News According to reports, federal prosecutors will seek the death penalty against Boston Marathon bombing suspect Dzhokhar Tsarnaev

The twin blasts killed three people and wounded more than 260 others at the end of the city's marathon in April 2013

Father of the Internet

Imagine that a decade ago you had invented the World Wide Web. By now you would be a billionaire of Bill Gates proportions, right? Wrong. Tamsin Todd talks to Tim Berners-Lee, the unassuming Englishman who created the Web and remains true to its non-proprietary principles

On your wavelength

Don't thump your PC when it crashes, just frown at it. In the future, says HESTER LACEY, your computer will tune into your mood

Network: The secret of Silicon Valley? We all have an axe to grind

I'M SITTING in the Silicon Valley morning-commute traffic on Sand Hill Road, thinking about the Internet and life. My morning paper had seen fit to headline a story "Internet: dream or nightmare?", and started my internal wheels turning.

Brain divides to perform maths

PEOPLE USE one of two distinct parts of the brain to perform mathematical tasks, depending on whether they are making exact calculations or rough estimates. Scientists have found that one of the brain regions is linked closely with language and is good for precise calculations while the other is better at estimating numbers using more visual information.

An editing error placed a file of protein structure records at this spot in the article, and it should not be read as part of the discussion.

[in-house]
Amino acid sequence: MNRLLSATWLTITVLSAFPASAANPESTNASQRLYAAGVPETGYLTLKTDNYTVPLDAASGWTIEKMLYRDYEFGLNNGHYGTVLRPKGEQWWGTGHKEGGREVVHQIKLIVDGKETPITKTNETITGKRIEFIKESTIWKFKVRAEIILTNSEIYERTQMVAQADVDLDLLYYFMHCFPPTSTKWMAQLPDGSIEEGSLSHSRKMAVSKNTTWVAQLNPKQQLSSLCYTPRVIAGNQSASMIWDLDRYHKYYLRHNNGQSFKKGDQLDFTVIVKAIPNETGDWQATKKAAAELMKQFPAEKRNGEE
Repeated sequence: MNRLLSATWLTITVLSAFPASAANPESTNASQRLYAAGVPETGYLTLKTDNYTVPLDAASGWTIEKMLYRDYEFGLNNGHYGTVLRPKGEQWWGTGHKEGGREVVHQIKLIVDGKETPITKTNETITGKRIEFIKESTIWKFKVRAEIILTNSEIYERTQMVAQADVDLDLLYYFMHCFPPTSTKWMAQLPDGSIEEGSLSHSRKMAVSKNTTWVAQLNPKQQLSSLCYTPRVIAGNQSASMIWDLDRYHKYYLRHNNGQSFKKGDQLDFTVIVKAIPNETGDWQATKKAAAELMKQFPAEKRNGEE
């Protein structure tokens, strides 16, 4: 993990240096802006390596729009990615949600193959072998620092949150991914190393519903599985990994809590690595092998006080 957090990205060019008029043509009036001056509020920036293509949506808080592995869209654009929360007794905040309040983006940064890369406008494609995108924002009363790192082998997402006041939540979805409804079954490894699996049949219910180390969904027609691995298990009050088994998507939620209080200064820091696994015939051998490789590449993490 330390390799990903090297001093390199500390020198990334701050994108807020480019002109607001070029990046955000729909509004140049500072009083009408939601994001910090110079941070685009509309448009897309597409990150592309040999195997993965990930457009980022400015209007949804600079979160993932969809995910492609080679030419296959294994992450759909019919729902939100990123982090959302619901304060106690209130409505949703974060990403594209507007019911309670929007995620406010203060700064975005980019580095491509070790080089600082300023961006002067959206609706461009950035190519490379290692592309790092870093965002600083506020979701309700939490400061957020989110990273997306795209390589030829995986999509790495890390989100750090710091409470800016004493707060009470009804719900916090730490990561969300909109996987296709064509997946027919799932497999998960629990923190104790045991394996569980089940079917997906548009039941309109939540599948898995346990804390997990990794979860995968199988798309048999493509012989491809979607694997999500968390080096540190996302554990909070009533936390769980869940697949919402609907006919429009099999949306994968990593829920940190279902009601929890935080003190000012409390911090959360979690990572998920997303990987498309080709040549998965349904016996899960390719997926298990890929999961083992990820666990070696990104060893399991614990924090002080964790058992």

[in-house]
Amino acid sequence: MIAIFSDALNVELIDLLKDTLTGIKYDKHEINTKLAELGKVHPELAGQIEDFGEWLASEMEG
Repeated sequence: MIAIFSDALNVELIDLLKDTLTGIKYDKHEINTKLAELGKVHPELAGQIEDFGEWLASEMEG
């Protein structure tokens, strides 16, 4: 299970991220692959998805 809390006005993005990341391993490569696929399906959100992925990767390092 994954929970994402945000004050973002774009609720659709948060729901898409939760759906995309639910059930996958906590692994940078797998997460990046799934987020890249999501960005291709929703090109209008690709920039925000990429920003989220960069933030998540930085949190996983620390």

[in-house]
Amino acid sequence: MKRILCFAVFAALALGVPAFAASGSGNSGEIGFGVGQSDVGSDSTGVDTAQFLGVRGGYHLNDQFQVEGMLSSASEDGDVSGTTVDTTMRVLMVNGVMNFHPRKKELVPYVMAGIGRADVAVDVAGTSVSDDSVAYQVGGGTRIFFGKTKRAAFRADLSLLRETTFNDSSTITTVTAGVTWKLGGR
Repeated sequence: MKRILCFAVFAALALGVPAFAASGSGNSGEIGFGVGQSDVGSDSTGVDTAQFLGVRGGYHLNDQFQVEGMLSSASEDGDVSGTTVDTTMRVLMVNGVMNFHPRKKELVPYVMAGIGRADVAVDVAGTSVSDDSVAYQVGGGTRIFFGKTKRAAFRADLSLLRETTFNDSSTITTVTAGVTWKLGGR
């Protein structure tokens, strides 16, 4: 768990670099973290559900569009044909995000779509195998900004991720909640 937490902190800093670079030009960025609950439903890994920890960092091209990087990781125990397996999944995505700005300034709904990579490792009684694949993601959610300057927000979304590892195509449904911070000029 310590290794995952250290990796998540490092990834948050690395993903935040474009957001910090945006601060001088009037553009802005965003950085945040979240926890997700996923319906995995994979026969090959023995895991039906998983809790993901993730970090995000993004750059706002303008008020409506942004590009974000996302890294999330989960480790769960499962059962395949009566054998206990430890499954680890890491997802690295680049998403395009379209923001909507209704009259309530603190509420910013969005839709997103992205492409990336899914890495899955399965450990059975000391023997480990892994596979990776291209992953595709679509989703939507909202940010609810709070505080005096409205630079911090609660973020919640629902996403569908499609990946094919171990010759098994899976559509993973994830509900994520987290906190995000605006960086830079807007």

Organs grown in the lab

REPLACEMENT BODY parts might one day be grown in the laboratory, solving the shortage of donor organs for transplant, an expert said yesterday.

Education: Your views: The Prof must look deeper

In his inaugural speech Professor Cannadine did not mention, let alone propose, a new "University of Bloomsbury". However, Birkbeck would oppose any proposal that ignores the transformation of the University of London from a massive, clumsy, centralised system to a flourishing federation. The best way to strengthen our excellence in the humanities and in other areas is to build upon our ability to offer joint London degrees and create even more research alliances between the colleges. The history of successful US institutions, such as MIT or Harvard, provides no evidence for arbitrarily merging physically proximate institutions.

Academia - a case of US and them

The leading historian David Cannadine warned last night that British universities have fallen way behind American ones: chronically underfunded, their academics are less confident, creative or imaginative.

The secret of genius is very hard work

Mathematical Notes

Obituary: Professor Henry W. Kendall